Figure 1 Mixed methods study flow diagram, which provides pictorial representation of the study design and conduct.

'didn't do'. The QOC questions are posted in a web appendix. Items with a response of 'don't know' were treated as missing values while 'didn't do' responses were coded as zero. The latter coding strategy is suggested by tool authors,23 and we used this coding strategy because we speculated a priori that the lack of occurrence of certain items can be interpreted as suboptimal EOL communication.

We collected demographic data from patients' charts regarding age, gender, primary diagnosis (criterion by which a participant met study eligibility) and asked patients directly about number of hospitalizations over the past year, educational and ethnic background. Mean and standard deviation were reported for normally distributed continuous data, median and range were reported for non-normally distributed continuous data, and frequency and proportion

were reported for categorical data. In our primary analysis, we calculated the Pearson correlation coefficient (r) between individual QOC items and the global rating of skill (GRS) to determine which behaviours appear to be most predictive of the GRS. We used Fisher's transformation test to calculate whether there were statistically significant differences between the r values of items 1-6 (and the GRS). Given that 15 pairwise comparisons are made, the Bonferroni correction for multiple hypothesis testing yields a minimum P value of 0.003 to claim a statistically significant difference. IBM SPSS Statistics version 21 software was used for all statistical analyses.24

Sample size calculation was based on the primary analysis, and assumed a minimum Pearson correlation coefficient between each item and the GRS of 0.5, with a power of 0.9 and alpha of

Table 1 Selection criteria Inclusion criteria

Age >55 and at least one of the following:

Hospital admission for congestive heart failure (CHF) with New York Heart Association (NYHA) Class IV symptoms or left ventricular ejection fraction (LVEF) <25%. Hospital admission for severe chronic obstructive pulmonary disease (COPD) with one or more of the following: body mass index (BMI) <21; an exacerbation requiring hospitalization over the past year; shortness of breath causing the patient to stop walking after 100 m or after a few minutes on level ground; forced expiratory volume in 1 s (FEV1) <30% predicted; or partial pressure of carbon dioxide (PaCO2) >45 torr. Hospital admission for liver cirrhosis with at least one of the following: history of hepatic coma; Child's class C liver disease or Child's class B liver disease with gastrointestinal bleeding. Hospital admission for issue related to active metastatic cancer. OR

ANY medical inpatient >80 years of age. OR

Any medical inpatient for whom a physician answers 'no' to the following 'surprise' question: 'Would you be surprised if this patient died within the next year?'* Exclusion criteria Unable to read and speak the English language. Cognitive impairment, including mild cognitive impairment, dementia of any type or delirium. This was determined by review of the medical charts or clinical assessment by the research nurse or physician. Patient has not had any discussions with a physician related to advance care planning and/or their wishes for care at the end of life Hospitalization time of <48 h Unable to participate for other reasons: Participant fatigued or too sick Healthcare team member feels that patient is not appropriate for enrolment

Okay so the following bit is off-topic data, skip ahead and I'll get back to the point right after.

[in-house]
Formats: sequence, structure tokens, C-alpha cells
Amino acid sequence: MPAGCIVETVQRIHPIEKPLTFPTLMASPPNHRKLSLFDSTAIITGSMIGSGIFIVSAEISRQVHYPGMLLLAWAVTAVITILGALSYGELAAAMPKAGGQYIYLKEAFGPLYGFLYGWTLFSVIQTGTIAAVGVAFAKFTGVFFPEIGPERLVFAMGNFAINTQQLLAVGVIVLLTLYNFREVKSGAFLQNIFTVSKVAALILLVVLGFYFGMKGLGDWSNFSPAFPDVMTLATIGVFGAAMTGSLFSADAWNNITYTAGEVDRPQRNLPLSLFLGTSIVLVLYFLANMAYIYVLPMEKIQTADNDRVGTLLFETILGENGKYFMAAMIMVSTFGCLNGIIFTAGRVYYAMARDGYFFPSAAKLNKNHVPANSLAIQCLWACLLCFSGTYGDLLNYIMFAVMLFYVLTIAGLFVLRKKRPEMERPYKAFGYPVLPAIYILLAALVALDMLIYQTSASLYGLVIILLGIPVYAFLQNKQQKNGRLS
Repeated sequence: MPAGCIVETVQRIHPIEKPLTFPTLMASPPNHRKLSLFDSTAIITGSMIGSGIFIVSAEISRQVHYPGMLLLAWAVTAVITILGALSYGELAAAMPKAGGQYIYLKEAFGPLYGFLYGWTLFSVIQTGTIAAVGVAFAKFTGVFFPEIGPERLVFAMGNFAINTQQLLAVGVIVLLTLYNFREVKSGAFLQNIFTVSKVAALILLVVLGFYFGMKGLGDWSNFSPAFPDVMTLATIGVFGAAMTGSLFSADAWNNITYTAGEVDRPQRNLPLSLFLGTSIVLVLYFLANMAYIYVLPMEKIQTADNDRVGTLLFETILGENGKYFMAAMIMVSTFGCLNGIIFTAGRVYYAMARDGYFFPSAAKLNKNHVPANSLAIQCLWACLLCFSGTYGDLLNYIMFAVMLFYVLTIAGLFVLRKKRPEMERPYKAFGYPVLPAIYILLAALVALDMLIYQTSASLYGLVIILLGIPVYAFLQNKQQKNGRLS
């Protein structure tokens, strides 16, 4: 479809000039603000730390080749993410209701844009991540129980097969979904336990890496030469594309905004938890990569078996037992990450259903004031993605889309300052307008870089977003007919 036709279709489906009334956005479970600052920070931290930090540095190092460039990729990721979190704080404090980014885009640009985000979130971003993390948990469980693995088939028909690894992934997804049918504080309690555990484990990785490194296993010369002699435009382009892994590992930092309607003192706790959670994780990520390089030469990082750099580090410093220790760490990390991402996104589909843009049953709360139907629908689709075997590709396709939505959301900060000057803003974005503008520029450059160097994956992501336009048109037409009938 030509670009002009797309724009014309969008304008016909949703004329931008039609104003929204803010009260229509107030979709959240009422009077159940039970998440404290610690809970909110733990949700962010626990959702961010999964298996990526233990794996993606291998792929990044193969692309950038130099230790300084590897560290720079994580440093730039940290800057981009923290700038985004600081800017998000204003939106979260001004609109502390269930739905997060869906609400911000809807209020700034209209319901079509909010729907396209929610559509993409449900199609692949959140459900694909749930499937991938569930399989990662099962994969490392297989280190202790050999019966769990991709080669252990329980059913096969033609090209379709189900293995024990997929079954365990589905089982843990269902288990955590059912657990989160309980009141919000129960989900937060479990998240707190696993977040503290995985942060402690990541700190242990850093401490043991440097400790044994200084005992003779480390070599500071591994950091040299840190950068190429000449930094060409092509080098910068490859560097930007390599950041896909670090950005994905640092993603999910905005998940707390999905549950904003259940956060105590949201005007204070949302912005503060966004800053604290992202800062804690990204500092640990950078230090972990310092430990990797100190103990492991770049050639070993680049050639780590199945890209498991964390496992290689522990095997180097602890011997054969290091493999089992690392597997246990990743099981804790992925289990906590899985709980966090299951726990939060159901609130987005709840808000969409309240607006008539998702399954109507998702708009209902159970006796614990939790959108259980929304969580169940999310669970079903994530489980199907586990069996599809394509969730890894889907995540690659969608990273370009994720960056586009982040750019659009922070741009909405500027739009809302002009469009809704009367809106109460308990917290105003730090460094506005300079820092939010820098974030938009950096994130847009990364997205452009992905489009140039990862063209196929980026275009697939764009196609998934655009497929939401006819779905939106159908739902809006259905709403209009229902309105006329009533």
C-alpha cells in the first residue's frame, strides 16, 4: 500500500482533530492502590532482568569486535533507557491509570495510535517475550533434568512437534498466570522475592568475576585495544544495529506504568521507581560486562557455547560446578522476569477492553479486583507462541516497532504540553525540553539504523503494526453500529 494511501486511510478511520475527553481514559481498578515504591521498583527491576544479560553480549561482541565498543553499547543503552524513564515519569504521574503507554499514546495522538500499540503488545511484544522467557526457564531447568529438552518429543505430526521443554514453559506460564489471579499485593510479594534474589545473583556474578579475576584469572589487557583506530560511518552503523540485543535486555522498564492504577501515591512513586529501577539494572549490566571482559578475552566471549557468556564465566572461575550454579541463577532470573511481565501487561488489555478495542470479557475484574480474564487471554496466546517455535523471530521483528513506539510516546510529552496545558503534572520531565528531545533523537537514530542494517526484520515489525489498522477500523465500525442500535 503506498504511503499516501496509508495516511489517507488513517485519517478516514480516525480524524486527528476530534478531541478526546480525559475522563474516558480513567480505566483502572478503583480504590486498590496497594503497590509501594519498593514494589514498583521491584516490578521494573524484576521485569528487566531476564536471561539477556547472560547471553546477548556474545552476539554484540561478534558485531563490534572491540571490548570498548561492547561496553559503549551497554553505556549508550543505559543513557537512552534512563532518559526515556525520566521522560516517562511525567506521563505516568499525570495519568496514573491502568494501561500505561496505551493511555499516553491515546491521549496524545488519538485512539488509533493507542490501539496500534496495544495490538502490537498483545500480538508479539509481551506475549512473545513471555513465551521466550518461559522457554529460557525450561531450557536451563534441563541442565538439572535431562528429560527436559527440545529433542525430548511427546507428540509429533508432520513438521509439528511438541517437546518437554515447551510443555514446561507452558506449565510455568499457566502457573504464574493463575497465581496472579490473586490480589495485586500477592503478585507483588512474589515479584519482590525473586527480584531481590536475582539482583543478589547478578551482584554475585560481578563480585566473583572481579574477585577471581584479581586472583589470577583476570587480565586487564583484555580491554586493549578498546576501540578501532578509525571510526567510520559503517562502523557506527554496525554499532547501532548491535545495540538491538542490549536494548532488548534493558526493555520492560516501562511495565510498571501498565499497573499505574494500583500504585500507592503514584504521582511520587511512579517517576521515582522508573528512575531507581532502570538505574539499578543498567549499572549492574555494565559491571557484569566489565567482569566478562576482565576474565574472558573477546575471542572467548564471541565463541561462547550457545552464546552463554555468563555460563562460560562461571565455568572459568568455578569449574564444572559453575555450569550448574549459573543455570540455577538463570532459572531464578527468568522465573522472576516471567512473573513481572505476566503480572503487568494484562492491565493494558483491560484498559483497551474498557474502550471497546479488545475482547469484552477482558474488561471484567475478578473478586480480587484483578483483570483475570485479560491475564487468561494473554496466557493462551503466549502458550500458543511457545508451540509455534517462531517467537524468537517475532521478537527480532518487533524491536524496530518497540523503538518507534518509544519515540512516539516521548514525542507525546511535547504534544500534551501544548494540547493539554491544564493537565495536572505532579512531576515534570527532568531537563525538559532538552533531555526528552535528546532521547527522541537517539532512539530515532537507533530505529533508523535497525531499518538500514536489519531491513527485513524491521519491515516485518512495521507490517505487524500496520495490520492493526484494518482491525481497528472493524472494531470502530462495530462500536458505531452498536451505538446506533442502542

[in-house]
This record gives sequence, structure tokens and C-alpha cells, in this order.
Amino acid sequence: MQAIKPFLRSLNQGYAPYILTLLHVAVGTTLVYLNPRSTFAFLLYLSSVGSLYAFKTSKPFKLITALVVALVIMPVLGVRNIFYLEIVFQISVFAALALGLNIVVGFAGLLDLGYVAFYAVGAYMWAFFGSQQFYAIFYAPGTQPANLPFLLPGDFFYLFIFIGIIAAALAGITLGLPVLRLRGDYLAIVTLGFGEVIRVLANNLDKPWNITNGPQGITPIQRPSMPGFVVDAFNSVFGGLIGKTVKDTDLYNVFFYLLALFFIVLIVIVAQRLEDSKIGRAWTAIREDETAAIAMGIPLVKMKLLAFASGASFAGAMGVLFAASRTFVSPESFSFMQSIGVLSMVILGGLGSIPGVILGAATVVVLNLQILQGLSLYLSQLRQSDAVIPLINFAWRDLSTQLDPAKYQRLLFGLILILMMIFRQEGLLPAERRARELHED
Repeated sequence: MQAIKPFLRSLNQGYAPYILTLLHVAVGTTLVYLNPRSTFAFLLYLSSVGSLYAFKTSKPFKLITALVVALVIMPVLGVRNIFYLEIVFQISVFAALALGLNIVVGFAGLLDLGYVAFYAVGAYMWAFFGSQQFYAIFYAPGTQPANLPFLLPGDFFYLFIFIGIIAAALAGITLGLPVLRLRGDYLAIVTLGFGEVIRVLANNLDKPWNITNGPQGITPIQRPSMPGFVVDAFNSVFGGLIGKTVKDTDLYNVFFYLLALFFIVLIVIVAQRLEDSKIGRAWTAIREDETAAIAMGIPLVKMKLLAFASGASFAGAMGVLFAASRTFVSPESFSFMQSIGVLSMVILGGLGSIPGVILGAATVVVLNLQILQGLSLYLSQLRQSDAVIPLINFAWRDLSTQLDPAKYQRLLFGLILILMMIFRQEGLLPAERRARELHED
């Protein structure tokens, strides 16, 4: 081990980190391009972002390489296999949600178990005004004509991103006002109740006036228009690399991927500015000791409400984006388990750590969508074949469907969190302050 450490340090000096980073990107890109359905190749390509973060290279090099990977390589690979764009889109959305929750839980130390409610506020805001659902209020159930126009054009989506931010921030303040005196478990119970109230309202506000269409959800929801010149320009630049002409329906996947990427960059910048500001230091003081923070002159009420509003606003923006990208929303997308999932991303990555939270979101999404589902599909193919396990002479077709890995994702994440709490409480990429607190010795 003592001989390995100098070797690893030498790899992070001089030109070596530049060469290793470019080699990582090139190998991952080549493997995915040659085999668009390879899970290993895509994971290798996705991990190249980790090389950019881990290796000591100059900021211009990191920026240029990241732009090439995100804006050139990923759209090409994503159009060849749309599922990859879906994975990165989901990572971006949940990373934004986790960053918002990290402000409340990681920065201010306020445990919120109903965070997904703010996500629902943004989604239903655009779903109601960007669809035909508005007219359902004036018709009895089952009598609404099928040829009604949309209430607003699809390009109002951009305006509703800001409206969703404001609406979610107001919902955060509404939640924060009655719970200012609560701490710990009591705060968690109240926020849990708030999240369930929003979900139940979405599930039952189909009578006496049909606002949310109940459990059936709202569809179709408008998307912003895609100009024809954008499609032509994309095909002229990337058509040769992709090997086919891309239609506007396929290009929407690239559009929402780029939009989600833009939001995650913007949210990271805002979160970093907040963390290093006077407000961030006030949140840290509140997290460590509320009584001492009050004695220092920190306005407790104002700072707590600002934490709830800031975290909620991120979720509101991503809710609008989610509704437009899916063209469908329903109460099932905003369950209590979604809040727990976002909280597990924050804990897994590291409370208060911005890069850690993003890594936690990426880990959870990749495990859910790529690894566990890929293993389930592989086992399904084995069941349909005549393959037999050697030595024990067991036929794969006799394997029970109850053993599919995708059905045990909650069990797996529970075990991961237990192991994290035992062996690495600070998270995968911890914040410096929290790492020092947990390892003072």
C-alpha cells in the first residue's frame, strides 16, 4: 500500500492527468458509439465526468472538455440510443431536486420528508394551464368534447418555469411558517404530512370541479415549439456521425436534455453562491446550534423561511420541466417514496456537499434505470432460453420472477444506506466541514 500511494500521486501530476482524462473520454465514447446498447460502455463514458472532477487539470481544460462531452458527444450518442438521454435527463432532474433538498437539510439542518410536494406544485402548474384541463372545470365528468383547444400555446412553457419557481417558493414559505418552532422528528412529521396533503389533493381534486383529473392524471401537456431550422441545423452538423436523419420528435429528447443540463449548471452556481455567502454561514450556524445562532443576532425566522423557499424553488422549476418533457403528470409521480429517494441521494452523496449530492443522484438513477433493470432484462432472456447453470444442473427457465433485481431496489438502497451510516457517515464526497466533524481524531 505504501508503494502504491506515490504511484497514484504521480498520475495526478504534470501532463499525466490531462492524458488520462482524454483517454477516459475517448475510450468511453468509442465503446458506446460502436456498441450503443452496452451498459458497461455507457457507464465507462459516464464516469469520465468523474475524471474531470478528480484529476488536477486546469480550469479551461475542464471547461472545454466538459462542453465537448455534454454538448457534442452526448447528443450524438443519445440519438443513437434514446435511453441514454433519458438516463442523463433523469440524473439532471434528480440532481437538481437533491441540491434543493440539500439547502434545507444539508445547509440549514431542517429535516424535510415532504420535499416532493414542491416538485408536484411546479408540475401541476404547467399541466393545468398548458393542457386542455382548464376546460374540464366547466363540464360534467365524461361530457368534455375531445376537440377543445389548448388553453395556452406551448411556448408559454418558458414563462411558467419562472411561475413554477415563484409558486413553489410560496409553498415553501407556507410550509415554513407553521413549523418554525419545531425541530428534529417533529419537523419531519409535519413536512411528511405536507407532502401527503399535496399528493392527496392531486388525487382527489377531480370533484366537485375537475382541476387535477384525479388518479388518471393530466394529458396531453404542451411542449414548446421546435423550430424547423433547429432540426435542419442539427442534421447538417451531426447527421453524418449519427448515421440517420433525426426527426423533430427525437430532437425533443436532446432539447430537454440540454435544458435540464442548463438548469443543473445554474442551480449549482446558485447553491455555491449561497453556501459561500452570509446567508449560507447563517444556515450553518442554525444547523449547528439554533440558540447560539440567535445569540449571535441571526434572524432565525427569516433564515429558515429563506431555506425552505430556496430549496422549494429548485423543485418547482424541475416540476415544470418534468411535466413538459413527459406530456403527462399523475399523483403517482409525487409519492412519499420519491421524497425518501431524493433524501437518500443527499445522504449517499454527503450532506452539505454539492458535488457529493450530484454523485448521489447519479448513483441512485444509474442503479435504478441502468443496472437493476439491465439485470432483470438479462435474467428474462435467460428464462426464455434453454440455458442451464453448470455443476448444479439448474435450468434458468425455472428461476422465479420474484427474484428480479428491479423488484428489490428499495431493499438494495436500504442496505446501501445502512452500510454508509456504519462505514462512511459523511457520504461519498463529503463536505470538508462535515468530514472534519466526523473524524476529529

0.05. A conservative correction for multiple hypotheses testing, by means of the Bonferroni method, was used to account for the fact that the correlation between each of 13 items and the GRS was being calculated.25 Based on these parameters, the required sample size was 118.

Qualitative strand

The methods and findings for the qualitative strand have been previously reported elsewhere

in more depth; here, we present a brief overview.11 We used interpretive description methods to explore seriously ill patients' perspectives of physician behaviours during EOL communication through 16 in-depth, one-on-one interviews. Rather than focusing on the creation of theoretical frameworks, interpretive description is a qualitative method that is employed for the purpose of generating practical clinical knowledge that can be used by healthcare professionals.26 Although all participants had past EOL communication encounters with a physician, in some cases they described their hypothetical preferences when specific physician behaviours were not encountered.

One of the authors (AA) conducted all interviews to ensure consistency in approach. In the interview guide, we used questions designed to elicit physician behaviours that participants found helpful or harmful during EOL communication. We used a constant comparative approach, in which new data were compared to emerging themes from previous interviews to allow for further understanding of concepts and refinement of themes.26-28 To enhance the validity of results, all transcripts were read individually by each of two authors (AA and DS) and then consensus was reached on the categorization of data into themes, based on literal and interpretive meanings. Further, rigour was established in the qualitative strand through the use of techniques specific to interpretive description, including the 'thoughtful clinician test',26,29 where evolving findings were reviewed with a physician with clinical experience in EOL communication (JY) to assess congruence with his past encounters. In addition, we employed 'credibility checks', a type of modified member-checking strategy whereby evolving themes generated from previous interviews are discussed with participants to assess whether these align with their personal perspectives.26